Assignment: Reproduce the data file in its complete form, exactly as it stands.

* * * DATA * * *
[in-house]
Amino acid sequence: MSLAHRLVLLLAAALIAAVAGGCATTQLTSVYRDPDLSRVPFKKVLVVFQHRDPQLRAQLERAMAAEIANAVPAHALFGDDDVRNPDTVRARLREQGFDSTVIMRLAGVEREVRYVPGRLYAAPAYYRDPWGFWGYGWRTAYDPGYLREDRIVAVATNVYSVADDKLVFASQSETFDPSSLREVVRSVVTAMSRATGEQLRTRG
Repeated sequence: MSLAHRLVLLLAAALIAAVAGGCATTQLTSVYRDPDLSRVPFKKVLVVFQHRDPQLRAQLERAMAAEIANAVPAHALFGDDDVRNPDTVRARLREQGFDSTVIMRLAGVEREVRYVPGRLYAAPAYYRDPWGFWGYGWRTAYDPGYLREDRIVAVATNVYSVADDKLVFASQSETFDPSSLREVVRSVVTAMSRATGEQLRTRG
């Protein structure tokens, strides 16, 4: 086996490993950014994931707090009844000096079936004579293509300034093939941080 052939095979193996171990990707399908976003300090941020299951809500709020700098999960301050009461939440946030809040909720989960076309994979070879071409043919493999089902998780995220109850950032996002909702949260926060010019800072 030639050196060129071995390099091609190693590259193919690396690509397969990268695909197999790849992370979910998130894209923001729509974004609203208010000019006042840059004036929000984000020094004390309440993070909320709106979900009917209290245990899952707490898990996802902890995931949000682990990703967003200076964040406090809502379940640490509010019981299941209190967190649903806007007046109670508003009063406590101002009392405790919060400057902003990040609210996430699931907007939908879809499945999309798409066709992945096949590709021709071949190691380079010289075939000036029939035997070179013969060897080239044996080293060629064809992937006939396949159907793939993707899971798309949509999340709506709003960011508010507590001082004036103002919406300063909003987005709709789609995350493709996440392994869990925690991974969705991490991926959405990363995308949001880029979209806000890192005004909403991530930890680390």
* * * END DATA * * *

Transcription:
[in-house]
Amino acid sequence: MSLAHRLVLLLAAALIAAVAGGCATTQLTSVYRDPDLSRVPFKKVLVVFQHRDPQLRAQLERAMAAEIANAVPAHALFGDDDVRNPDTVRARLREQGFDSTVIMRLAGVEREVRYVPGRLYAAPAYYRDPWGFWGYGWRTAYDPGYLREDRIVAVATNVYSVADDKLVFASQSETFDPSSLREVVRSVVTAMSRATGEQLRTRG
Repeated sequence: MSLAHRLVLLLAAALIAAVAGGCATTQLTSVYRDPDLSRVPFKKVLVVFQHRDPQLRAQLERAMAAEIANAVPAHALFGDDDVRNPDTVRARLREQGFDSTVIMRLAGVEREVRYVPGRLYAAPAYYRDPWGFWGYGWRTAYDPGYLREDRIVAVATNVYSVADDKLVFASQSETFDPSSLREVVRSVVTAMSRATGEQLRTRG
């Protein structure tokens, strides 16, 4: 086996490993950014994931707090009844000096079936004579293509300034093939941080 052939095979193996171990990707399908976003300090941020299951809500709020700098999960301050009461939440946030809040909720989960076309994979070879071409043919493999089902998780995220109850950032996002909702949260926060010019800072 030639050196060129071995390099091609190693590259193919690396690509397969990268695909197999790849992370979910998130894209923001729509974004609203208010000019006042840059004036929000984000020094004390309440993070909320709106979900009917209290245990899952707490898990996802902890995931949000682990990703967003200076964040406090809502379940640490509010019981299941209190967190649903806007007046109670508003009063406590101002009392405790919060400057902003990040609210996430699931907007939908879809499945999309798409066709992945096949590709021709071949190691380079010289075939000036029939035997070179013969060897080239044996080293060629064809992937006939396949159907793939993707899971798309949509999340709506709003960011508010507590001082004036103002919406300063909003987005709709789609995350493709996440392994869990925690991974969705991490991926959405990363995308949001880029979209806000890192005004909403991530930890680390």